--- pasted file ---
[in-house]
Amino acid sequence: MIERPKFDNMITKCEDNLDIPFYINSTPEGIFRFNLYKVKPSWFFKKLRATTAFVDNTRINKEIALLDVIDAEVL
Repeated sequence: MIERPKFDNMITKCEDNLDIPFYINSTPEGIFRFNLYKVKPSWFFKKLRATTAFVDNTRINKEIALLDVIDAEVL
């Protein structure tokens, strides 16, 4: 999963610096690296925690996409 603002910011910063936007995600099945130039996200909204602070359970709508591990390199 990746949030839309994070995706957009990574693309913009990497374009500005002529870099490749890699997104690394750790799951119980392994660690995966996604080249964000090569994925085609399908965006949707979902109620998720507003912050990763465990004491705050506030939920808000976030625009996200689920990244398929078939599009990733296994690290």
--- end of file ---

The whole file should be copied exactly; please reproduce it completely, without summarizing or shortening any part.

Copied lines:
[in-house]
Amino acid sequence: MIERPKFDNMITKCEDNLDIPFYINSTPEGIFRFNLYKVKPSWFFKKLRATTAFVDNTRINKEIALLDVIDAEVL
Repeated sequence: MIERPKFDNMITKCEDNLDIPFYINSTPEGIFRFNLYKVKPSWFFKKLRATTAFVDNTRINKEIALLDVIDAEVL
């Protein structure tokens, strides 16, 4: 999963610096690296925690996409 603002910011910063936007995600099945130039996200909204602070359970709508591990390199 990746949030839309994070995706957009990574693309913009990497374009500005002529870099490749890699997104690394750790799951119980392994660690995966996604080249964000090569994925085609399908965006949707979902109620998720507003912050990763465990004491705050506030939920808000976030625009996200689920990244398929078939599009990733296994690290």